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US officials declare monkeypox a public health emergency

Monkeypox cases have topped 6,600 nationwide, but officials still hope they can control the outbreak with more vaccines and testing.
Image: Research Scientist Dr. Margaret Mills sets up an instrument that extracts DNA for Monkeypox virus testing at the UW Medicine Virology Laboratory on July 12, 2022 in Seattle.
Research Scientist Dr. Margaret Mills sets up an instrument that extracts DNA for Monkeypox virus testing at the UW Medicine Virology Laboratory on July 12, 2022 in Seattle.Karen Ducey / Getty Images

The Biden administration declared monkeypox a public health emergency on Thursday as cases topped 6,600 nationwide.

The declaration could facilitate access to emergency funds, allow health agencies to collect more data about cases and vaccinations, accelerate vaccine distribution and make it easier for doctors to prescribe treatment.

“We’re prepared to take our response to the next level in addressing this virus and we urge every American to take monkeypox seriously and to take responsibility to help us tackle this virus,” Department of Health and Human Services Secretary Xavier Becerra said in a Thursday briefing about the emergency declaration.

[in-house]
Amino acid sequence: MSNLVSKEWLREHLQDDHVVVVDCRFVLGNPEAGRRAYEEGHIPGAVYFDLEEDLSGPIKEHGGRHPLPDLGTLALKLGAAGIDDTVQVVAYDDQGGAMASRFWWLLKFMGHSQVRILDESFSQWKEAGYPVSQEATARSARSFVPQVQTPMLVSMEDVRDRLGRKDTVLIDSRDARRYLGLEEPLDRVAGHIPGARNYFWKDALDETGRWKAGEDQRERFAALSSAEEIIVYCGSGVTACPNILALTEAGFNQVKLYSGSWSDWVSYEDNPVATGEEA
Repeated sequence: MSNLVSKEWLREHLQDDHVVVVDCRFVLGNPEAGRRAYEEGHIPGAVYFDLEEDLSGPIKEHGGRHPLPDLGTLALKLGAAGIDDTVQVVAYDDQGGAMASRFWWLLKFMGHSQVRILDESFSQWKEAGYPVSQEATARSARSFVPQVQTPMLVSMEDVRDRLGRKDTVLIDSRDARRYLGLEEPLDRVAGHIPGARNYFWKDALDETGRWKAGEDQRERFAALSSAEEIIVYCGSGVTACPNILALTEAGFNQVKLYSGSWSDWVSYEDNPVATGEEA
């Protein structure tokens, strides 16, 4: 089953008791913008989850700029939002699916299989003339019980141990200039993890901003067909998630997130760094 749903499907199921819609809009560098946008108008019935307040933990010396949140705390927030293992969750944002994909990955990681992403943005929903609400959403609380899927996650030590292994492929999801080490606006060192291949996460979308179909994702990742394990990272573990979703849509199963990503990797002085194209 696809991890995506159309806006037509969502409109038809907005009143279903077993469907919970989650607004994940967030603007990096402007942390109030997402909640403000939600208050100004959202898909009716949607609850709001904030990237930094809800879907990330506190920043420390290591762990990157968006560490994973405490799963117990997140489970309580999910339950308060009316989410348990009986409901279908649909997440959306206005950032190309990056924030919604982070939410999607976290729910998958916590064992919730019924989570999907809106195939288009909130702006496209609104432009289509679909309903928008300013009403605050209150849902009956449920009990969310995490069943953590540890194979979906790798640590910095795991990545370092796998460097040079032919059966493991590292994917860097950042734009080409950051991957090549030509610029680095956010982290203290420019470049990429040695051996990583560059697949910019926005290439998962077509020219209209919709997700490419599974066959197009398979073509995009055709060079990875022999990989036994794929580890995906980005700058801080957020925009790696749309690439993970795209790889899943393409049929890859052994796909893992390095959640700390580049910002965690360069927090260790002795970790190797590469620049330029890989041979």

A quarter of U.S. cases are in New York state, which declared a state of emergency last week. California and Illinois followed suit with emergency declarations Monday.

The World Health Organization declared monkeypox a public health emergency of international concern last month, a designation reserved for the most serious global disease outbreaks. It has previously been used for COVID-19, Zika, H1N1 flu, polio and Ebola. At least 26,200 cases have been confirmed worldwide this year, according to the Centers for Disease Control and Prevention.

Monkeypox is spreading predominantly through male-to-male sexual contact, which was not the case in previous outbreaks of the virus. All but 1% of U.S. monkeypox cases so far are people who were assigned male at birth, the Department of Health and Human Services said last week.

The WHO recently advised men who have sex with men to reduce their number of sexual partners and reconsider sex with new partners while the outbreak is ongoing.

The average U.S. monkeypox patient is around 35 years old, but people of all ages can be infected. The CDC has recorded five cases in children: two in California, two in Indiana and an infant who is not a U.S. resident who tested positive in Washington, D.C.

The California and Indiana health departments declined to provide more detail about their pediatric cases, but Jennifer Rice Epstein, the public affairs officer at the Long Beach Department of Health and Human Services, said the patient in her city was exposed via a close contact.

As of last week, white people represented 37% of U.S. monkeypox cases, followed by Hispanic or Latino people (31%), Black people (27%) and Asian people (4%), according to HHS.

Most U.S. cases have reported a rash